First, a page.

All motions of the 3D printer are actuated by stepper motors. In general, 3 motors are used for x, y and z axis movements of the nozzle while a 4th motor is used at the extruder to feed the filament to the hotend. However in large printers, dual motors are also used at any of the 3 axes for added strength during the motion.

Belts and Pulleys

Belts and pulleys are used as a medium to carry the motor’s motion to the whole assembly. Belts are made of rubber while the pulleys are bearings, on which the belt rides. Belts need to be in tension (fully stretched/ tightened) for accurate motion transmission. If the belts are loose, they might miss a turning step from the motor and for a machine where the precision that we speak of is 0.2mm then a mis-step can be devastating for the print. Similarly, the pulleys should always be free from friction for precise motion transmission. The printer operator/ user should always keep a check on the belts’ path so that no dust or other particles are present which may result in damaging the belt or jamming the pulleys in the long run. Moreover, proper cleaning and lubrication of belts and pulleys should be done once a month to keep the printer running smoothly and without motion errors.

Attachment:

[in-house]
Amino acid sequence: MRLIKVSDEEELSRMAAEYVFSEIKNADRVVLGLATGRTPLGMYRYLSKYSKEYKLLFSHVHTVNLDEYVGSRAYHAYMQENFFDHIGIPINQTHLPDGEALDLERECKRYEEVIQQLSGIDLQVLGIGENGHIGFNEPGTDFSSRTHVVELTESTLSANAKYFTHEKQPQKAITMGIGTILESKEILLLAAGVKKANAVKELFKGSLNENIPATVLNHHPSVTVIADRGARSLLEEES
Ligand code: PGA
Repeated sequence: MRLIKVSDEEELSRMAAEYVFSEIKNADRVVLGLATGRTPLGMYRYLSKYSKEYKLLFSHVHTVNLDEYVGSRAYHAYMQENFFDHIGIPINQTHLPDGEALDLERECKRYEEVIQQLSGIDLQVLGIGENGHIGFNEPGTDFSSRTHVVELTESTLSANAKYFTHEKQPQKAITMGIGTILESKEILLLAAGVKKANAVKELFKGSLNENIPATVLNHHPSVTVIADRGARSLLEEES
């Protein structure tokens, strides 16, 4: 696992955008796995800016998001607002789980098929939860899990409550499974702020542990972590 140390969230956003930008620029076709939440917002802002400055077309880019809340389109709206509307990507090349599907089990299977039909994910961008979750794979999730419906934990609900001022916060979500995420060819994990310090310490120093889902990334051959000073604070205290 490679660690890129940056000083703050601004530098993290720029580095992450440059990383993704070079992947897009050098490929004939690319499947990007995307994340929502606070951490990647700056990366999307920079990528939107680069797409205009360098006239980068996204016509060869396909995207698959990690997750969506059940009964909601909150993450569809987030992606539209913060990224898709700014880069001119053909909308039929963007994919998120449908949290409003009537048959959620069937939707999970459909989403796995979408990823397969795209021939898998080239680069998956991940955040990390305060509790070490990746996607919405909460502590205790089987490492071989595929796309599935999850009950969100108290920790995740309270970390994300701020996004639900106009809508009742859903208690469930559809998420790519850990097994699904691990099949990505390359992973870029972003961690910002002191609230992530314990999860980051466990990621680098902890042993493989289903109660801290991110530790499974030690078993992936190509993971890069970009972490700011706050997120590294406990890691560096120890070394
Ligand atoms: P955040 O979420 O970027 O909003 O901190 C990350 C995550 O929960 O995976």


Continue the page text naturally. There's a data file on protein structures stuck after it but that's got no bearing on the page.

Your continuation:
Limit Switches

Limit switches are basically boundaries of the overall motion of the FDM 3D printer. They stop the motion of the motors when the respective movement tends to go beyond the printable area. Whenever home/ auto-home command is given, the printer head moves to the extreme ends of all three axes triggering all the limit switches. So, it is necessary that nothing comes in the way of limit switches else it will result in inaccurate home point calibration.

Graphical User Interface

Graphical User Interface or GUI is the control system of the 3D printer. It can be a touch screen or it may be a display with a control knob. Internal functionalities and options almost remain the same. Common terms that are usually used from the GUI are:

  • Auto Home or Home
  • Bed Heating
  • Nozzle heating
  • Move Axis
  • Print from SD card
  • Stop/Pause print

Whenever a temperature for the nozzle or bed is set, the display screen shows the set temperature as well as the current temperature. The other thing that can be seen on the display are fan conditions (On/Off, Speed), real time coordinates of the nozzle, name of the file being printed, printing progress (time to complete), feed rate (speed of printing), flow (flow of material), etc